The language specifies that
time_t is an arithmetic type capable of representing times. It doesn't require it to represent times in any particular way.
time_t represents time as the number of seconds since some moment, the
- operator will correctly compute the difference in seconds between two
If it doesn't (say, if the granularity is one millisecond, or if the bits of a
time_t are divided into groups representing years, months, days, etc.), then the
- operator can yield meaningless results.
difftime() function, on the other hand, "knows" how a
time_t represents a time, and uses that information to compute the difference in seconds.
On most implementations, simple subtraction and
difftime() happen to do the same thing -- but only
difftime() is guaranteed to work correctly on all implementations.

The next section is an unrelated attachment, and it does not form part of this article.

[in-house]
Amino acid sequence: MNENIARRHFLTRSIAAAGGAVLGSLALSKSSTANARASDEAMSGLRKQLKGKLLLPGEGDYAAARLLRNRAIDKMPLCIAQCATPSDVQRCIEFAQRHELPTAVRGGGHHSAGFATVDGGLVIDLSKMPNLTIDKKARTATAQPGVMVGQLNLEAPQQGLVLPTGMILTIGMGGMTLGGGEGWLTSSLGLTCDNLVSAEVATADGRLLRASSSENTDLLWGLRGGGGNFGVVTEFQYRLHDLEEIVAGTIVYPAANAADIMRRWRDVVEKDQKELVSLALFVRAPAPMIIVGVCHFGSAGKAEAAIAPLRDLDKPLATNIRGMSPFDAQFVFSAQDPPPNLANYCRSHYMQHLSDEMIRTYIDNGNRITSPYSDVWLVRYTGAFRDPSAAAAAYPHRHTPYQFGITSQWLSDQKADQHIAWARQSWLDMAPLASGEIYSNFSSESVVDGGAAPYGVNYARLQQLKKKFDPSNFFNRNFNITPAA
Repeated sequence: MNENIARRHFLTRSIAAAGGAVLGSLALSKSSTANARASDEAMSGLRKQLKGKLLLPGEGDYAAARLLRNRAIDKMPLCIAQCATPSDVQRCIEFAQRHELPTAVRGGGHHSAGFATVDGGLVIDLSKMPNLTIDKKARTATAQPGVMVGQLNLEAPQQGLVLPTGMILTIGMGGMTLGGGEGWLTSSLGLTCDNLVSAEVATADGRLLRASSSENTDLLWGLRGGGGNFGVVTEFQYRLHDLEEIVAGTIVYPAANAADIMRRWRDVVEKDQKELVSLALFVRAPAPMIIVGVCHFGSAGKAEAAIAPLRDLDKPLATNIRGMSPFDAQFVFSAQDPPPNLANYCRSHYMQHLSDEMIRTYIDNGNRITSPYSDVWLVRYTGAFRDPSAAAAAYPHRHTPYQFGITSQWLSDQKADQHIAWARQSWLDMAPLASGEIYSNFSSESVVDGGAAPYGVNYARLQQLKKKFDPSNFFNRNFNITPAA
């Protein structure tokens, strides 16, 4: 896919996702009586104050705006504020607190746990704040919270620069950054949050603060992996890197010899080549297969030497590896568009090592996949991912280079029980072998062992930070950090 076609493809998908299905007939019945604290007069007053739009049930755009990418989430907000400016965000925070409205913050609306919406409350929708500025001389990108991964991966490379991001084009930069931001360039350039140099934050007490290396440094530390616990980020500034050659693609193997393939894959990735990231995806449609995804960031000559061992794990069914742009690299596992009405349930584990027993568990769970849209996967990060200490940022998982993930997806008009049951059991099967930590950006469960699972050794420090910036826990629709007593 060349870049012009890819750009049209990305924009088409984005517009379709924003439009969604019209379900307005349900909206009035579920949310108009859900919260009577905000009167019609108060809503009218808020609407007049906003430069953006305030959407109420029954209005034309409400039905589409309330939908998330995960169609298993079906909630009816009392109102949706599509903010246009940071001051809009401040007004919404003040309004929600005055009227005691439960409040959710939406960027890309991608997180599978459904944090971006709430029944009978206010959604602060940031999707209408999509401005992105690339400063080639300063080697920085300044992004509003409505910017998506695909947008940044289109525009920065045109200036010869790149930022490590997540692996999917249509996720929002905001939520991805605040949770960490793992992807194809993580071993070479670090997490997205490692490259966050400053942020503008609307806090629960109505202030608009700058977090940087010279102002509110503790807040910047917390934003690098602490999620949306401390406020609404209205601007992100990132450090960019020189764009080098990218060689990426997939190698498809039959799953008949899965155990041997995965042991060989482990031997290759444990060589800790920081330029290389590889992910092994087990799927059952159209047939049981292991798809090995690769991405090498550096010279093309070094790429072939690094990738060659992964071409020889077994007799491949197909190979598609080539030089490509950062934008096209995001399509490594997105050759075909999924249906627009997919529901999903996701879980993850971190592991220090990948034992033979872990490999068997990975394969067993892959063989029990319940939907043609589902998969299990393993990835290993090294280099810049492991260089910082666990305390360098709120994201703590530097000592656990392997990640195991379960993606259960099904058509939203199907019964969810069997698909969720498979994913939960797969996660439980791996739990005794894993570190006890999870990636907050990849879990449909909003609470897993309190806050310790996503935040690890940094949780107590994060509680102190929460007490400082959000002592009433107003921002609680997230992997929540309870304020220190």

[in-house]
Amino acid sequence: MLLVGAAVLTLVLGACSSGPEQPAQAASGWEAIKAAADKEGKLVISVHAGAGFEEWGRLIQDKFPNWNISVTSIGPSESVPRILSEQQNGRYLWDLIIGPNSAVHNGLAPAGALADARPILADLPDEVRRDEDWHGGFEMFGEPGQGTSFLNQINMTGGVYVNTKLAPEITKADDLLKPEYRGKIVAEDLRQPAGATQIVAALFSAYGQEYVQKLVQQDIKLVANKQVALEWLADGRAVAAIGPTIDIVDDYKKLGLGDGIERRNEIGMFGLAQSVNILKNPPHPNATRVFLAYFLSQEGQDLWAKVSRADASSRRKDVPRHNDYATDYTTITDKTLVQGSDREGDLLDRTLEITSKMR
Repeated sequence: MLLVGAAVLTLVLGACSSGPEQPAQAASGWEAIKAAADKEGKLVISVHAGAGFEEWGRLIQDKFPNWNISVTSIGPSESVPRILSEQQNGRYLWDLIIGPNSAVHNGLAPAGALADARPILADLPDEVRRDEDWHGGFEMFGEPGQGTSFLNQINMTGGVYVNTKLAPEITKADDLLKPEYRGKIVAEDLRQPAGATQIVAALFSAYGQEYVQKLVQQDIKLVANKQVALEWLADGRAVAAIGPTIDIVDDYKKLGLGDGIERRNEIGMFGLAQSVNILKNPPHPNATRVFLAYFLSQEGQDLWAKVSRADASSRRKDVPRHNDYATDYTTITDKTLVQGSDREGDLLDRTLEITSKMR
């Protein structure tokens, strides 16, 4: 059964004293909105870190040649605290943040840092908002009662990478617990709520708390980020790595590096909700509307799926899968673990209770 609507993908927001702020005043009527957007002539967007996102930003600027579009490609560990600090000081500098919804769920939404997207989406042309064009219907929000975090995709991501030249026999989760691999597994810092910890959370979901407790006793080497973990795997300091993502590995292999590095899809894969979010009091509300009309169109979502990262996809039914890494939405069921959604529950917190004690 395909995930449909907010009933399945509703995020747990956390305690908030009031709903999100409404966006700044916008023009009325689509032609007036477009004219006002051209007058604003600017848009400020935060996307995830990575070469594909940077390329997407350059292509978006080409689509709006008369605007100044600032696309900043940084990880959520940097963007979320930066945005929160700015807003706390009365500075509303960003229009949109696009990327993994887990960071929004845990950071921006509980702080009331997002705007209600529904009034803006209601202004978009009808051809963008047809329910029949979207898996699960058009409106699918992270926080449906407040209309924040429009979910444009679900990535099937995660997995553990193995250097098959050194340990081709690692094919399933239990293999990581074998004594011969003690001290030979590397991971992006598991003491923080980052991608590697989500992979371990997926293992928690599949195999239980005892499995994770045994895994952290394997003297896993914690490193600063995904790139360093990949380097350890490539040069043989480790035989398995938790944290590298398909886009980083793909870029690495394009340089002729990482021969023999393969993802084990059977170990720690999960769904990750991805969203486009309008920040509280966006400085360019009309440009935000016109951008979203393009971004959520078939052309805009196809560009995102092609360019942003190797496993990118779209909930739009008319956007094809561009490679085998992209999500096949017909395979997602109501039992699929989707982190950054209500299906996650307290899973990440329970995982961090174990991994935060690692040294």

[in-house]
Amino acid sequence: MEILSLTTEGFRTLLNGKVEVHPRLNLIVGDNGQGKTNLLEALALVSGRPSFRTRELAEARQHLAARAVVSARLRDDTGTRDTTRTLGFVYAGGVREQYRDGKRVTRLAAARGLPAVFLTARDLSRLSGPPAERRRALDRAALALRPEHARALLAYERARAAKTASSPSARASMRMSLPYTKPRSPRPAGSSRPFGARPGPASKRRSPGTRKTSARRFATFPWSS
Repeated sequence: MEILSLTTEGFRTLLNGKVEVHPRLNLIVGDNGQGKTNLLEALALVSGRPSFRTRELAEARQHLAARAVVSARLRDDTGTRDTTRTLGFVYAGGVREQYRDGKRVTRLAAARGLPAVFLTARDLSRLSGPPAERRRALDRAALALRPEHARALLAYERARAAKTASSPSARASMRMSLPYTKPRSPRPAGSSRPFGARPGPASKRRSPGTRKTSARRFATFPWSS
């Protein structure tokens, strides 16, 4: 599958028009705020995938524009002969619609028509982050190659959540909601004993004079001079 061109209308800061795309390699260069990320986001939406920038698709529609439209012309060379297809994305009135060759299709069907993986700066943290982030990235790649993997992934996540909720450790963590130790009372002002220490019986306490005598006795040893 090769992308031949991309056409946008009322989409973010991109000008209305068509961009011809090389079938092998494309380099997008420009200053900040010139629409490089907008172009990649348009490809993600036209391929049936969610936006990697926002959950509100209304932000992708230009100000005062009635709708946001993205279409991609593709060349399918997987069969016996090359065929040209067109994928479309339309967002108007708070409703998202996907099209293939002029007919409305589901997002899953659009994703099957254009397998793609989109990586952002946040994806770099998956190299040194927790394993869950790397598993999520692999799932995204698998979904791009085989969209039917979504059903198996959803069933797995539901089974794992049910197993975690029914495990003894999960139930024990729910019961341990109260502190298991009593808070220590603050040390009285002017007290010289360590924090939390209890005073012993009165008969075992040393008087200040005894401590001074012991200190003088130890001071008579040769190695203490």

difftime() returns a result of the floating-point type
time_t values yields a result of type
time_t. In most cases the result will be implicitly converted to the type of whatever you assign it to, but if
time_t happens to be an unsigned integer type, subtraction of a later time from an earlier time will yield a very large value rather than a negative value. Every system I've seen implements
time_t as a 32-bit or 64-bit signed integer type, but using an unsigned type is permitted -- one more reason that simple subtraction of
time_t values isn't necessary meaningful.